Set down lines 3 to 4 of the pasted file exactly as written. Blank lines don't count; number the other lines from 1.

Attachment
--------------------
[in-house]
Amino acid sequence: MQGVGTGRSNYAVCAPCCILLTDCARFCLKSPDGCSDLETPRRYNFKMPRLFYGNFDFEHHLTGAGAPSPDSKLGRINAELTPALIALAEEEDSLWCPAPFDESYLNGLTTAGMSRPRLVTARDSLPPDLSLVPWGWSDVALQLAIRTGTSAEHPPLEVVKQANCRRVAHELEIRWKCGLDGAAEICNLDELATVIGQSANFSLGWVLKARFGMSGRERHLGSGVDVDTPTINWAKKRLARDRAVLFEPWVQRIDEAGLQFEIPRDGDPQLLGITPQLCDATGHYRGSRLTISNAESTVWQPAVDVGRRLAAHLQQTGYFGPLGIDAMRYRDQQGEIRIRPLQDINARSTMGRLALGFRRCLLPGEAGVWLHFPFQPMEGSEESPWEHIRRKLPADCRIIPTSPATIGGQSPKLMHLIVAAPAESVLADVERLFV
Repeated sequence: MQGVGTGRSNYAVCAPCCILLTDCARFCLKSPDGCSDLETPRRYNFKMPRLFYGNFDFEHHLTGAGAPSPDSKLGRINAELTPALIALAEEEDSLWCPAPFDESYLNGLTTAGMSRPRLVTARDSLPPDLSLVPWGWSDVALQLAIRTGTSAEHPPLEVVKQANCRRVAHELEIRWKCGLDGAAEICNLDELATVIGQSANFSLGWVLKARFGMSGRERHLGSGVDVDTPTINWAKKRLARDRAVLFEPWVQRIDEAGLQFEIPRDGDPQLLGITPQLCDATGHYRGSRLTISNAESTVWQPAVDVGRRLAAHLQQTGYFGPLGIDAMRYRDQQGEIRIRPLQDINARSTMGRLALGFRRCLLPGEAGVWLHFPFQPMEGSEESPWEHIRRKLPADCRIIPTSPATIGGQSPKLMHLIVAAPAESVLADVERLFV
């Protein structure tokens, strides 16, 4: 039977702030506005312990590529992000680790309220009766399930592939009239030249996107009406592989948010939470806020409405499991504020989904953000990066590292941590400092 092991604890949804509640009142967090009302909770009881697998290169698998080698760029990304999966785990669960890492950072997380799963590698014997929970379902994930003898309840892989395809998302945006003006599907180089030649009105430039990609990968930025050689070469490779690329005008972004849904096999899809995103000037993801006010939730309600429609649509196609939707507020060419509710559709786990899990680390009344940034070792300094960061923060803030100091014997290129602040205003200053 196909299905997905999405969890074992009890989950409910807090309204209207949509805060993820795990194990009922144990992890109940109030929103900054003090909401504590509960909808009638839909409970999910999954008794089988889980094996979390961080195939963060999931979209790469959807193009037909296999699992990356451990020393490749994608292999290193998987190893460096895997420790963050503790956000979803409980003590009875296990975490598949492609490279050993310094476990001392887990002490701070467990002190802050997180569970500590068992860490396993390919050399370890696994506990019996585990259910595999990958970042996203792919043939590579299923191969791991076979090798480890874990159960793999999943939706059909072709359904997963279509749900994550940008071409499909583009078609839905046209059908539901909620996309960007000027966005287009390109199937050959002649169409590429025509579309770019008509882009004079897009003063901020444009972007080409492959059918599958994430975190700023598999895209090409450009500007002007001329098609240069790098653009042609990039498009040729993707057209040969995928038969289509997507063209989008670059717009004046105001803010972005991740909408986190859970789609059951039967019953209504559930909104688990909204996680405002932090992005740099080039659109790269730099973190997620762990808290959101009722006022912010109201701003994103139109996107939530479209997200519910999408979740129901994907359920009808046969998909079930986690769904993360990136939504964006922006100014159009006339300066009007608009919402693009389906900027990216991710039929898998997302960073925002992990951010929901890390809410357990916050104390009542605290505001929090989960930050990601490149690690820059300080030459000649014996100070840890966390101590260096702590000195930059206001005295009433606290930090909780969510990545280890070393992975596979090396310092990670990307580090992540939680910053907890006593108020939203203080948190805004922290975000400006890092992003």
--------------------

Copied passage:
Repeated sequence: MQGVGTGRSNYAVCAPCCILLTDCARFCLKSPDGCSDLETPRRYNFKMPRLFYGNFDFEHHLTGAGAPSPDSKLGRINAELTPALIALAEEEDSLWCPAPFDESYLNGLTTAGMSRPRLVTARDSLPPDLSLVPWGWSDVALQLAIRTGTSAEHPPLEVVKQANCRRVAHELEIRWKCGLDGAAEICNLDELATVIGQSANFSLGWVLKARFGMSGRERHLGSGVDVDTPTINWAKKRLARDRAVLFEPWVQRIDEAGLQFEIPRDGDPQLLGITPQLCDATGHYRGSRLTISNAESTVWQPAVDVGRRLAAHLQQTGYFGPLGIDAMRYRDQQGEIRIRPLQDINARSTMGRLALGFRRCLLPGEAGVWLHFPFQPMEGSEESPWEHIRRKLPADCRIIPTSPATIGGQSPKLMHLIVAAPAESVLADVERLFV
């Protein structure tokens, strides 16, 4: 039977702030506005312990590529992000680790309220009766399930592939009239030249996107009406592989948010939470806020409405499991504020989904953000990066590292941590400092 092991604890949804509640009142967090009302909770009881697998290169698998080698760029990304999966785990669960890492950072997380799963590698014997929970379902994930003898309840892989395809998302945006003006599907180089030649009105430039990609990968930025050689070469490779690329005008972004849904096999899809995103000037993801006010939730309600429609649509196609939707507020060419509710559709786990899990680390009344940034070792300094960061923060803030100091014997290129602040205003200053 196909299905997905999405969890074992009890989950409910807090309204209207949509805060993820795990194990009922144990992890109940109030929103900054003090909401504590509960909808009638839909409970999910999954008794089988889980094996979390961080195939963060999931979209790469959807193009037909296999699992990356451990020393490749994608292999290193998987190893460096895997420790963050503790956000979803409980003590009875296990975490598949492609490279050993310094476990001392887990002490701070467990002190802050997180569970500590068992860490396993390919050399370890696994506990019996585990259910595999990958970042996203792919043939590579299923191969791991076979090798480890874990159960793999999943939706059909072709359904997963279509749900994550940008071409499909583009078609839905046209059908539901909620996309960007000027966005287009390109199937050959002649169409590429025509579309770019008509882009004079897009003063901020444009972007080409492959059918599958994430975190700023598999895209090409450009500007002007001329098609240069790098653009042609990039498009040729993707057209040969995928038969289509997507063209989008670059717009004046105001803010972005991740909408986190859970789609059951039967019953209504559930909104688990909204996680405002932090992005740099080039659109790269730099973190997620762990808290959101009722006022912010109201701003994103139109996107939530479209997200519910999408979740129901994907359920009808046969998909079930986690769904993360990136939504964006922006100014159009006339300066009007608009919402693009389906900027990216991710039929898998997302960073925002992990951010929901890390809410357990916050104390009542605290505001929090989960930050990601490149690690820059300080030459000649014996100070840890966390101590260096702590000195930059206001005295009433606290930090909780969510990545280890070393992975596979090396310092990670990307580090992540939680910053907890006593108020939203203080948190805004922290975000400006890092992003």